The mode of play for these last eight tricks is according to normal Whist rules in that each player must now follow suit if possible, with the additional constraint that they must win the trick if possible, by playing a higher card or by ruffing.
Step-by-step guide to the game (two-player version)
Bezique is not generally perceived to be a difficult game, though remembering the possible meld combinations and scoring can be confusing for the complete novice. There are also a number of small rules, such as the high ranking of cards with a face value of ten, the ability to swap sevens with the trump card and so on, that beginners should keep in mind.
Once the general pattern of playing a trick, declaring a meld (if any) and then drawing a new card from the talon is established in the mind, the player should then focus on tactics.
Preparing to play
Required are two packs of cards and a sheet of paper and pen to collate scores. Special Bezique markers were made at the height of the game's popularity but mostly these are rare now.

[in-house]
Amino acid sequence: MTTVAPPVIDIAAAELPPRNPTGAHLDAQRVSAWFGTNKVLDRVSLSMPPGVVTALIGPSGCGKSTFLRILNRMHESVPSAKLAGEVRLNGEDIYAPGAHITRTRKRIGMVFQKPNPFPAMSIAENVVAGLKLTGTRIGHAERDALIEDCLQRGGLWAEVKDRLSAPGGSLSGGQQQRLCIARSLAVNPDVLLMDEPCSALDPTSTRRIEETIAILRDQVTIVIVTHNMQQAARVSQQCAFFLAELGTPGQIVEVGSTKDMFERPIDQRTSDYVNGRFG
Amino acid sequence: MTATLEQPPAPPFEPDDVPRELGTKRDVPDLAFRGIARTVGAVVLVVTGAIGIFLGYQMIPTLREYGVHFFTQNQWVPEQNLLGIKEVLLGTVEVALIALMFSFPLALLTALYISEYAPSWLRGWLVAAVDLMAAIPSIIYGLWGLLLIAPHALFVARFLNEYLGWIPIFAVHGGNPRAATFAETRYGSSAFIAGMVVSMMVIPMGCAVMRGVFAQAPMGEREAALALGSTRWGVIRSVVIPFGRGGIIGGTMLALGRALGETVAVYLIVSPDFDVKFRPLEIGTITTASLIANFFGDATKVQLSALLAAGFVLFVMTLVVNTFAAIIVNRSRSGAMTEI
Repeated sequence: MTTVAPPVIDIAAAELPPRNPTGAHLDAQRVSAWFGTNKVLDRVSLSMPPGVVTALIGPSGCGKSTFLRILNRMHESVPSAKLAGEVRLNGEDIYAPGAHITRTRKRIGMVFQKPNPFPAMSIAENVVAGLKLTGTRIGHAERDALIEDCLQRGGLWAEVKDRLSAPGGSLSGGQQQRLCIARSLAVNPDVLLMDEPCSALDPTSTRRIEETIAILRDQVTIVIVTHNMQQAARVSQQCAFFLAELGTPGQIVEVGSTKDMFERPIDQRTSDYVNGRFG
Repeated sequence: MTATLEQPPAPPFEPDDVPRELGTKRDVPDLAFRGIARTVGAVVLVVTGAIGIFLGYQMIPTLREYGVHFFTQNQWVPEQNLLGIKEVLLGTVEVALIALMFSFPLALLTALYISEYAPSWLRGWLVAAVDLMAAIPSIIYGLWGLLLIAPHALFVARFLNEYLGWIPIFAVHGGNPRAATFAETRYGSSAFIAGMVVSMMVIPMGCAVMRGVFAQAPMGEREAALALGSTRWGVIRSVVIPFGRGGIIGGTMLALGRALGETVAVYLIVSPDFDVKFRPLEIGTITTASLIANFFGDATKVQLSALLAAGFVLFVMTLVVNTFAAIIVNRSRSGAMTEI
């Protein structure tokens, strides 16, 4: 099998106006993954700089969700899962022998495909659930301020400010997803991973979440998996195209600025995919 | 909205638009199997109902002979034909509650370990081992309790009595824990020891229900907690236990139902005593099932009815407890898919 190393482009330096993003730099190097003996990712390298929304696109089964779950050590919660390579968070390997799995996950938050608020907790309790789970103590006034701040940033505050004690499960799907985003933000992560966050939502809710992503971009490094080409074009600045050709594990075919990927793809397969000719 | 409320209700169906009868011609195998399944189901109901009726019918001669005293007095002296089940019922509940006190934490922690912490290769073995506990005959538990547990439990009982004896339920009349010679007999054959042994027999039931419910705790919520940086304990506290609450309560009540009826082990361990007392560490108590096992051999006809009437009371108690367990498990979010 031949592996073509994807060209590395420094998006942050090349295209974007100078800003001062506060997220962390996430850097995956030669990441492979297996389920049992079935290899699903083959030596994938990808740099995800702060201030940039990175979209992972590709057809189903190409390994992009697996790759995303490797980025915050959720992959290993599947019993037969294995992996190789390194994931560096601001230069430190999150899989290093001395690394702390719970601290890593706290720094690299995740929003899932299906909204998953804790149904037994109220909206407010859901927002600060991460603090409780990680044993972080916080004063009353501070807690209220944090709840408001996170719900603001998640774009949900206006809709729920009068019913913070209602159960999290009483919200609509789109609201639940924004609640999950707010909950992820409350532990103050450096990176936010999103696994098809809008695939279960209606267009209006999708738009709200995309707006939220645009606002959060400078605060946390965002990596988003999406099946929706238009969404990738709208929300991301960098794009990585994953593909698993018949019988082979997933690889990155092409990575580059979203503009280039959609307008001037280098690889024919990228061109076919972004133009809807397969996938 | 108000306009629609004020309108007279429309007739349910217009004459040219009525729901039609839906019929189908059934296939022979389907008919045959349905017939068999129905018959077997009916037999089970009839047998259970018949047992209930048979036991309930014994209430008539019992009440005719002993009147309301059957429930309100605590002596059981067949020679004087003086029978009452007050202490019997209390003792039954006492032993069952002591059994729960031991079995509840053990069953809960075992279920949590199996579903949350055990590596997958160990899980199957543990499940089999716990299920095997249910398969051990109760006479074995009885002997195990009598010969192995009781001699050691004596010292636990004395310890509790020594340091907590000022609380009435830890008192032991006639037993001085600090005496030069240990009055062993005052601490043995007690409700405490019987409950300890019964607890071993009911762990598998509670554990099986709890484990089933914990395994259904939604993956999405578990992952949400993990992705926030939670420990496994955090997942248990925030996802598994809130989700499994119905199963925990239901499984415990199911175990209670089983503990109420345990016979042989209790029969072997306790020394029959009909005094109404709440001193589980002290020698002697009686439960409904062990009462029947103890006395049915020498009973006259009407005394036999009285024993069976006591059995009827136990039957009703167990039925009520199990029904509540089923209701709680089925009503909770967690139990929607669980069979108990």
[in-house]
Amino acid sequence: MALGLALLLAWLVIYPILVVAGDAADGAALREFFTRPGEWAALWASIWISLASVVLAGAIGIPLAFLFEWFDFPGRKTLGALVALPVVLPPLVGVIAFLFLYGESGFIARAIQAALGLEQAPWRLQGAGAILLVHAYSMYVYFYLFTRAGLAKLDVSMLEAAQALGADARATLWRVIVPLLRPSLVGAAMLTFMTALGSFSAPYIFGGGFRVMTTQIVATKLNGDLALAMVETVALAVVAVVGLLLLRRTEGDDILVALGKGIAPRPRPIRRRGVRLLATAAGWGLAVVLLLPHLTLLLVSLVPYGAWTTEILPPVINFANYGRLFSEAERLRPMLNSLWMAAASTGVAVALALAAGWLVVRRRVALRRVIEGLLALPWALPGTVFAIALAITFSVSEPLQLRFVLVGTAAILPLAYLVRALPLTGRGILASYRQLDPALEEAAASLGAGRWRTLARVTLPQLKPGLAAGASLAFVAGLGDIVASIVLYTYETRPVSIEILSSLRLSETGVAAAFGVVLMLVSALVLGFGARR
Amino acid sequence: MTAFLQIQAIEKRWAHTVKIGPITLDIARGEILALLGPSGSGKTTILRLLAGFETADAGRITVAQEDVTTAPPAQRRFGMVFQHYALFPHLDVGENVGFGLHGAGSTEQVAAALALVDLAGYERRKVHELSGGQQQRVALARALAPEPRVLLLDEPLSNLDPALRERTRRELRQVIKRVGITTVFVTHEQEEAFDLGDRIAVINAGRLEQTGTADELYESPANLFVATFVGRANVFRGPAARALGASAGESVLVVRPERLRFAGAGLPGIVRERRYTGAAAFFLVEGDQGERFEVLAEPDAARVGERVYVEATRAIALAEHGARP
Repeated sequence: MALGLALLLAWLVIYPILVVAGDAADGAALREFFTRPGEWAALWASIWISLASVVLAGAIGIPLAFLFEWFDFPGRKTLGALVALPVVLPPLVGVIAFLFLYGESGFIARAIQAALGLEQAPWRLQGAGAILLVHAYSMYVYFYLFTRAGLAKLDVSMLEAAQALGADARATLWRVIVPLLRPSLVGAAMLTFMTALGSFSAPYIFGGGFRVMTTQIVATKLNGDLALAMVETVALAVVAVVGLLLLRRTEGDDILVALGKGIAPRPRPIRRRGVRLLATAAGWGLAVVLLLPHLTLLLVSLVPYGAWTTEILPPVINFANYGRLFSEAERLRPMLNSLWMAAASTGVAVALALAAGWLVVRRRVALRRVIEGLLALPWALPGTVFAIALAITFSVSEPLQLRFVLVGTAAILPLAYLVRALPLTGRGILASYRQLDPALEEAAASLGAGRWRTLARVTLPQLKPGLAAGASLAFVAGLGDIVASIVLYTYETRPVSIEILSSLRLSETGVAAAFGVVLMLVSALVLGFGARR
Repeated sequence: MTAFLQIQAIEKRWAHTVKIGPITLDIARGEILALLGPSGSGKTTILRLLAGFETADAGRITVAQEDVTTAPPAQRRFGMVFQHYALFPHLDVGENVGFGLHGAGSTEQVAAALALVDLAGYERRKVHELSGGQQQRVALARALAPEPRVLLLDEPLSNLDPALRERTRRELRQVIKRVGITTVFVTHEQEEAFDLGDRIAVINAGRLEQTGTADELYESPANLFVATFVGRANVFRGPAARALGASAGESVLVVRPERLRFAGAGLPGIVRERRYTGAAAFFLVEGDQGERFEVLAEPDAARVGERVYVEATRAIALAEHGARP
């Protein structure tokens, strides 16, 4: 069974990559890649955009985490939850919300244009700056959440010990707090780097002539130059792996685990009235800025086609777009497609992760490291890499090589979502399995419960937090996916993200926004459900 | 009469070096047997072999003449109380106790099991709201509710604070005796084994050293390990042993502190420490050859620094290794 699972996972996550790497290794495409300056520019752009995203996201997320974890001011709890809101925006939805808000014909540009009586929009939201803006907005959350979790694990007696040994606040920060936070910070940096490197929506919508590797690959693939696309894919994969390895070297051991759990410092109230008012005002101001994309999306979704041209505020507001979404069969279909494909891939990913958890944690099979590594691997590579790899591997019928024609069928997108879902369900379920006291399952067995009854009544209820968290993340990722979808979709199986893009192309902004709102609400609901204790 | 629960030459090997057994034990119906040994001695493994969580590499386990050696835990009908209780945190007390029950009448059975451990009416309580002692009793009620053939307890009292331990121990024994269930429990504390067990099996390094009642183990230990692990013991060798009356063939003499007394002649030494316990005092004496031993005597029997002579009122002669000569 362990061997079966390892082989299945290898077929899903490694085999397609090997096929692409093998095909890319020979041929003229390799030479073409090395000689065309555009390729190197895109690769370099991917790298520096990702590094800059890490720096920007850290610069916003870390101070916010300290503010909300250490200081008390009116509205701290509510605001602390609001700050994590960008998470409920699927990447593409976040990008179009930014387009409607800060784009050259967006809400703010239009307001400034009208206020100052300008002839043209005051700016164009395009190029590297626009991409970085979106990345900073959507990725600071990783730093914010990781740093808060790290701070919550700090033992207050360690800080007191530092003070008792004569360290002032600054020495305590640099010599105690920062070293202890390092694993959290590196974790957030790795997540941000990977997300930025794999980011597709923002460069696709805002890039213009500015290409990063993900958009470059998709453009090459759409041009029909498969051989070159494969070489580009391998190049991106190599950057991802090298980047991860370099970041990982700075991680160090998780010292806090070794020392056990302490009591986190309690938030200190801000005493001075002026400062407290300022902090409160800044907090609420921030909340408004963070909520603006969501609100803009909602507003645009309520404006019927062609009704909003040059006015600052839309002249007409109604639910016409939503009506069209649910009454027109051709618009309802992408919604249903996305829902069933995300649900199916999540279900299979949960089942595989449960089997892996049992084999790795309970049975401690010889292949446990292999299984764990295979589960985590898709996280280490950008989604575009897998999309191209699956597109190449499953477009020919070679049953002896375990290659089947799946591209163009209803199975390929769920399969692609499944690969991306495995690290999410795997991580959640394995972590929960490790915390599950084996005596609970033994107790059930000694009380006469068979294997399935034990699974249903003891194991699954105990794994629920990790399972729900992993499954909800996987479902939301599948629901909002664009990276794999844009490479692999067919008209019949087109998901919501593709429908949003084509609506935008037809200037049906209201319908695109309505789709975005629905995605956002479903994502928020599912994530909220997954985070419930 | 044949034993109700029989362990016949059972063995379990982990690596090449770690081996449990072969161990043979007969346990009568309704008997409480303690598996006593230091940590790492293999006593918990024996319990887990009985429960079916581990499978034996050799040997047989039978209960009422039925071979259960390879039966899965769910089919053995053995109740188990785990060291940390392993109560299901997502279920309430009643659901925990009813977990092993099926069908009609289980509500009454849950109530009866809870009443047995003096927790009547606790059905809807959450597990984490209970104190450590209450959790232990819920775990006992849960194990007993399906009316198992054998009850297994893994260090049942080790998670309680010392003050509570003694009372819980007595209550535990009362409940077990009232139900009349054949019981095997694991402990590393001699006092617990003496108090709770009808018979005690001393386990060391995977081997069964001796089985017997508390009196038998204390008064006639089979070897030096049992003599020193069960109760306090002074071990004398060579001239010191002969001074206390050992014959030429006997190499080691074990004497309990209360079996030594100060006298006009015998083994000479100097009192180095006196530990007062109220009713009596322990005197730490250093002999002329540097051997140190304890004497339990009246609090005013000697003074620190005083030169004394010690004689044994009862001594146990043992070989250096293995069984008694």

Take the packs of cards and remove all cards with a value below seven, along with the jokers or wildcards. Remaining should be the cards with the numerical values of seven through to ten, the face cards and the aces.
Shuffle the two packs together.
A cut is made. The player with the highest valued card is given the privilege of dealing.
In both the cut and the game player, the value of the cards from highest to lowest is as follows:
Ace, 10, King, Queen, Jack, 9, 8, 7
The dealing sequence is as follows:
Deal three cards to the opponent, three cards to the self, two cards to the opponent, two cards to the self, three cards to the opponent once more and finally, three more cards to the self. (In other words, it is in a pattern of 3, 2, 3.)
The remaining cards are placed in a stack or talon in the middle of the table. One card from the talon is turned over and placed face up. This card designates what the trump suit will be. If the dealer turns over the seven as the trump card, he is awarded ten points.
In a variation of the game, if a player finds he has no face card in his hand (A, 10, K, Q or J), he or she can declare "carte blanche" and receive 50 points from the opponent. All cards must be shown to the opponent to claim these points. This is not a standard rule of two-player Bezique but is allowed in some regions.